SKATEBOARDS

From the Made by Hand series

Part minibiography, part DIY guide, this engaging book chronicles the making of handmade skateboards by a lifelong aficionado.

“If you’ve got wheels under your feet, you can fly.” A skateboard—composed of three main parts: a deck, trucks, and wheels—promises fast movement. That’s certainly how Californian surfers thought of skateboards in the 1960s. Though no one can definitively pin the origins of these boards-on-wheels to any one location or time, Lakin notes that California seems like a probable birthplace for them, emphasizing the connection between surfing and skateboarding. After a brief history of the skateboard, readers meet Jake Eshelman, a white craftsman whose skateboarding adventures began during his childhood in Virginia. The book then explores Jake’s notion to make handmade skateboards from tossed-out strips of wood like maple, cherry, and walnut and the founding of his company, Side Project Skateboards. The author follows this snapshot with an extensive look at Jake’s weeklong process, which features plenty of up-close, bright photographs detailing each step. The tone of the narrative voice remains upbeat and energetic throughout, while the text, photos, and various figures appear on graph-paper backdrops, keeping everything clean and pleasant. Ultimately, it’s the boards themselves that appeal: a timeline at the end of the book offers a glimpse at a broader view of the skateboard—and the cool world it inspires.

Radical. (timeline, index) (Nonfiction. 8-12)

Pub Date: Feb. 7, 2017

ISBN: 978-1-4814-4833-8

Page Count: 32

Publisher: Aladdin

Review Posted Online: Nov. 16, 2016

Kirkus Reviews Issue: Dec. 1, 2016

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A charming read that demystifies the work of making a movie and celebrates the gifts of authentic friendship.

MARCUS MAKES A MOVIE

Marcus, obsessed with making comics, finds new ambitions for his superhero character Toothpick when he joins an after-school filmaking club.

Always-working comedian Hart enters the children’s-literature world with this middle-grade novel uplifting one of the profound life lessons that helped catapult him to global superstardom. It’s certainly not a biography, but one can see the shades of reality, with a young Black boy who’s short and funny making his way into film. Marcus’ gift for storytelling is nurtured by his love of making comics (represented visually throughout by Cooper). Readers come to understand how these creative acts help process stress and grief via striking conversations between Marcus and his loving father that also show the critical importance of developing emotional language. After an inspiring first day of film class, Marcus declares that he will make the most awesome movie ever—but there’s a gigantic difference between making comics and making a movie: You can’t make a movie alone. He’s going to have to work with peers who challenge him. Through Marcus’ experiences, young readers will learn about the many different concepts, tools, and techniques that are part of the behind-the-camera filmmaking endeavor. Unfortunately, lumping Toni Morrison in with William Shakespeare as just another “dead author” is a distasteful moment in an otherwise enjoyable read. The book adheres to a Black default.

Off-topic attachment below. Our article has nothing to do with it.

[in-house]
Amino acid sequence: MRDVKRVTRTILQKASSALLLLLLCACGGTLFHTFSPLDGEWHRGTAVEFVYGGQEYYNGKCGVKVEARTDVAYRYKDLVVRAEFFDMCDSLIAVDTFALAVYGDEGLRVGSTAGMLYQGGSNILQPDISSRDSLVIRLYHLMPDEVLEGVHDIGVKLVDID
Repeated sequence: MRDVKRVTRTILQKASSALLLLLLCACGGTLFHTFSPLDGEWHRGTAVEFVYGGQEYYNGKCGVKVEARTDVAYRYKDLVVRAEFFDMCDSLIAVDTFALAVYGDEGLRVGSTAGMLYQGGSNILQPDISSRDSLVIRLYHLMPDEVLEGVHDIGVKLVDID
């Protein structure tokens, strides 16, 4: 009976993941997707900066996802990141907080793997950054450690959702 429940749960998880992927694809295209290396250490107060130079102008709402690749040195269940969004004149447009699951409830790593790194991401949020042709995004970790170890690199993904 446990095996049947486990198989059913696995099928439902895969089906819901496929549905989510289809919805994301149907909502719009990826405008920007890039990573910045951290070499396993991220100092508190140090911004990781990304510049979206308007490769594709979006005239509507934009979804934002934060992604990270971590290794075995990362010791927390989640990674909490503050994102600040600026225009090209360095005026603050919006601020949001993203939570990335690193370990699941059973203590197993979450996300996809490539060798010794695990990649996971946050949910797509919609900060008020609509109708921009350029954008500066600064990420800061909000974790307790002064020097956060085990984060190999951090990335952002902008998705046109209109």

A charming read that demystifies the work of making a movie and celebrates the gifts of authentic friendship. (Fiction. 8-12)

Pub Date: June 1, 2021

ISBN: 978-0-593-17914-7

Page Count: 208

Publisher: Crown

Review Posted Online: May 5, 2021

Kirkus Reviews Issue: May 15, 2021

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Poet Alexander deftly reveals the power of the format to pack an emotional punch.

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THE CROSSOVER

Basketball-playing twins find challenges to their relationship on and off the court as they cope with changes in their lives.

Josh Bell and his twin, Jordan, aka JB, are stars of their school basketball team. They are also successful students, since their educator mother will stand for nothing else. As the two middle schoolers move to a successful season, readers can see their differences despite the sibling connection. After all, Josh has dreadlocks and is quiet on court, and JB is bald and a trash talker. Their love of the sport comes from their father, who had also excelled in the game, though his championship was achieved overseas. Now, however, he does not have a job and seems to have health problems the parents do not fully divulge to the boys. The twins experience their first major rift when JB is attracted to a new girl in their school, and Josh finds himself without his brother. This novel in verse is rich in character and relationships. Most interesting is the family dynamic that informs so much of the narrative, which always reveals, never tells. While Josh relates the story, readers get a full picture of major and minor players. The basketball action provides energy and rhythm for a moving story.

Poet Alexander deftly reveals the power of the format to pack an emotional punch. (Verse fiction. 9-12)

Pub Date: March 18, 2014

ISBN: 978-0-544-10771-7

Page Count: 240

Publisher: HMH Books

Review Posted Online: Dec. 18, 2013

Kirkus Reviews Issue: Jan. 15, 2014

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